DWI With a Minor: What You Need to Know

DWI With a Child in Houston, TX

If you’re Driving While Intoxicated (DWI), and have a minor below the age of 15 in the vehicle, you could be fined as much as $10,000 and be sentenced to up to 10 years in prison if you’re found guilty in the court of law for such an offense.

A friend of mine, lets call him “Samuel”, had to undergo a similar experience when he tried to pick up his child from school, all while being drunk. He is currently sentenced to around a year in prison. Also, he was asked to go up for a 12-hour course on alcohol and drunk driving, which he had to complete within 180 days of probation.

Additionally, even if you do get away with the minimum jail term, which is around 18 days, a felony DWI charge can affect your livelihood.

In just August last year, a drunk student caused an accident that killed a man and injured his pregnant wife.

The student was charged with third-degree felony. Regardless of whether or not he graduates, potential employers may decide against hiring this young man.

A DWI Conviction Will Affect Driving Records

And Appear as a Criminal Record

Driving Records include records of all information related to driving, for example, information about the driving license, its expiry date, any tickets against you, violations charged to your vehicle etc. It may be necessary to access driving records in two situations – one, when you want to access your own driving record, and two, when you want to access someone else’s driving record.

You might want to access your own driving record to confirm the expiry of your license, list of your tickets and violations. It is wise to keep a check as a simple thing as a suspended license could lead you to jail, but if you are reminded of it, you can address the suspension.

You might similarly want to check the driving records of another person if you are hiring them. For example, while hiring drivers for taxis, it is important to review that their licenses are current and that they don’t have any pending tickets.

If you’ve been charged with a DWI felony, chances are any future employer would know about it when carrying out a background check, and it is important that

What’s Implied Consent?

Implied Consent basically means that your consent to take part in blood and breathe testing is implied by virtue of you being a Texas Driver License holder. In other words, by lawfully driving in Texas you’ve consented to chemical testing like roadside Blood, Breath, and Blood Testing. Under this legal standard, refusing to participate in the sobriety testing process will result in the suspension of your TDL, and criminal charges for DWI which will land you in jail.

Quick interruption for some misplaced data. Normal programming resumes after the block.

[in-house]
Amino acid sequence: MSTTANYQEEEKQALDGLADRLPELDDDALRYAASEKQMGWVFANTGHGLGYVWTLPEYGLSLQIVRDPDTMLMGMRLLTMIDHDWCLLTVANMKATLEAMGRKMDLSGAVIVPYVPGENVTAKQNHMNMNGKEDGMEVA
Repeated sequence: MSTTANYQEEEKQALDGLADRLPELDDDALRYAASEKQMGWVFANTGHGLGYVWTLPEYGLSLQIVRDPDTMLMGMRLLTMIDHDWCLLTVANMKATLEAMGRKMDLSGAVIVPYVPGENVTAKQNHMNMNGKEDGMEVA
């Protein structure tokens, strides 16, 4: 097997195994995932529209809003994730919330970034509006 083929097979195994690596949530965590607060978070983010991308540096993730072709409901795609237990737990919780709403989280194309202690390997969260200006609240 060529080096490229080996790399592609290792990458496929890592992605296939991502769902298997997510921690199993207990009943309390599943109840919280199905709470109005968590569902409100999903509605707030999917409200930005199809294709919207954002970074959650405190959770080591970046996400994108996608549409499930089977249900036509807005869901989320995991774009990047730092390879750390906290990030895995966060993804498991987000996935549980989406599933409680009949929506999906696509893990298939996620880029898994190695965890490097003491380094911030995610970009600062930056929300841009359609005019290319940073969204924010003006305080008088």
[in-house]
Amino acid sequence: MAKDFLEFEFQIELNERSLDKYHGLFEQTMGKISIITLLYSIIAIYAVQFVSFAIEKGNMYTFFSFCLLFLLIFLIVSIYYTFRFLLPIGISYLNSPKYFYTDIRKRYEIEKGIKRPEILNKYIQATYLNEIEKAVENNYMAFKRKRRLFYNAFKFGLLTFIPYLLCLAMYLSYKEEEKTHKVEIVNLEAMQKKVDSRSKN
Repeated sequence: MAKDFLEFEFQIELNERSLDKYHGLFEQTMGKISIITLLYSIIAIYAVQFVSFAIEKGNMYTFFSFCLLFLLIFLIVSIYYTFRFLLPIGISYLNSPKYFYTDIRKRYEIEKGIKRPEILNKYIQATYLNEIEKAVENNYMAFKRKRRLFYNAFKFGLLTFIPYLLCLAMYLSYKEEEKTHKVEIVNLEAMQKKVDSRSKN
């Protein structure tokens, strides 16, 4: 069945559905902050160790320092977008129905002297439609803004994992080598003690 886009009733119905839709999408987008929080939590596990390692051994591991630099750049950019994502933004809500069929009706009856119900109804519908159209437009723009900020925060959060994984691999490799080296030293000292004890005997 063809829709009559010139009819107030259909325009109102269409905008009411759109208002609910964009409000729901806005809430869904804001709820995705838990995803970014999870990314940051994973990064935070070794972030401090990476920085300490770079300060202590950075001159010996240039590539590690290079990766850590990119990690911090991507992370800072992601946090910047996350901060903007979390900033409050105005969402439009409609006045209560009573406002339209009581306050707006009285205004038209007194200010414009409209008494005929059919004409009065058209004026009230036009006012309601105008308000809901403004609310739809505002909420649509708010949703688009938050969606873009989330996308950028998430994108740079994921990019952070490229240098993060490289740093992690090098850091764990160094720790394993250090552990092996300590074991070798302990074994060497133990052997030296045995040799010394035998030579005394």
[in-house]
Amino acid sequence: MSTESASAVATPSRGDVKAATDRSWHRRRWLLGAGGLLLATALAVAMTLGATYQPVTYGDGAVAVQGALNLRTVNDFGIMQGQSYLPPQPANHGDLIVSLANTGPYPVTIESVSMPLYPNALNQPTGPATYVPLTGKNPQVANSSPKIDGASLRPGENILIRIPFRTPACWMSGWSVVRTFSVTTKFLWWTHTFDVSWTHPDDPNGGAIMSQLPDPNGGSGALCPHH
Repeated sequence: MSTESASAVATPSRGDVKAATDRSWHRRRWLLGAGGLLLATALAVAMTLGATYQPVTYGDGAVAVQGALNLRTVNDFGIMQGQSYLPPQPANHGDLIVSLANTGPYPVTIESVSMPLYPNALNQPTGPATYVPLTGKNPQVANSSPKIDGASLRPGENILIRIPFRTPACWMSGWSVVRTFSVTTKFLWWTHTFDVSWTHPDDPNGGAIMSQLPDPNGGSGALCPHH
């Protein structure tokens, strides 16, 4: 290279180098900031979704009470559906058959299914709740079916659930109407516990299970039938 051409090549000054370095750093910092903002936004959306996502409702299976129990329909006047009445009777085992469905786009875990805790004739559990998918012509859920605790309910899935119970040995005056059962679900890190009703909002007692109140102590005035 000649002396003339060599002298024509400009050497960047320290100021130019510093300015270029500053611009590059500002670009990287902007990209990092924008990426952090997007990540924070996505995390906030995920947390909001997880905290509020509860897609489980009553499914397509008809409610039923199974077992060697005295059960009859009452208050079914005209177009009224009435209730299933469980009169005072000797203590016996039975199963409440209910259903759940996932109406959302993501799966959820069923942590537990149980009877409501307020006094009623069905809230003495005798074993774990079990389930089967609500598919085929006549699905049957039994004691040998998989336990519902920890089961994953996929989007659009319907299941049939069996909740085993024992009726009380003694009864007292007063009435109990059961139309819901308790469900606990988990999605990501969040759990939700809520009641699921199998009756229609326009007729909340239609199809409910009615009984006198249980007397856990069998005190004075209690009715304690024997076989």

Penalties for refusing consent will lead to an ALR hearing and are separate from any penalties related to the originating offense.

What is an SR-22?

An SR-22 is a form of auto insurance that’s usually requested by a judge or required by law after an incident of some kind. The purpose of SR-22 insurance is to guarantee that a motorist is insured as it certifies financial responsibility.

Basically, an SR-22 is liability insurance which, if cancelled, will prompt the insurance company to notify the State of Texas. To obtain SR-22 Insurance you’ll need to contact your insurance carrier.

What Does the SR in SR-22 Mean?

This is a great unknown. While the “SR” in SR-22 doesn’t signify any particular nomenclature (it’s just a document name), it’s fair to take the “SR” to mean “state required” because it is required by the State of Texas in every circumstance that it’s needed. In some of the other states the document is referred to as an FR-22 with the “FR” serving as an acronym for “Financial Responsibility”. We have not investigated the significance of the 22.

What Is The Cost of Fighting DWI Charges in Houston?

Costs vary from case to case, but are determined largely by the outcome of the case in the court of law. The good news is that you don’t have to concern yourself with the cost of court fees, court costs, or fines until after the case is finalized.

If convicted of DWI by a guilty finding of the court, or by entering a guilty plea, you’ll then be informed of what must be paid, why, and the cost. The court will require you to pay all fees associated with probation, any required DWI classes, and the cost of any chemical testing associated with your case.

Due to the TxDPS Driver Responsibility Program, you’ll also be forced by the State of Texas to pay surcharge fees if you ever intend to lawfully drive in Texas again. Whether the DWI occurred in or outside of Texas, you’ll have to pay either a $1,000.00 (1st DWI offense) or $1,500.00 (Subsequent DWI) surcharge every year for 3 years. If your Blood Alcohol Concentration was 0.16 or over, your surcharge will cost $2,500.00 per year for 3 years.

When taken together, surpassing $10,000.00 in costs is easily possible. If your drunk driving incident caused a car accident, you’ll be responsible for those costs as well.

Then there’s the matter of having to file for an SR-22. An SR-22 insurance policy could easily add a few thousand dollars to your yearly insurance costs, and that’s in addition to the regular premium increase which will occur if you’re convicted of the offense.

When considering the costs of legal defense fees, costs associated with posting bond, lost income when missing work for court, and vehicle storage lot & release fees, a Houston DWI can end up costing you thousands.

Fighting a Houston DWI charge is well worth the effort.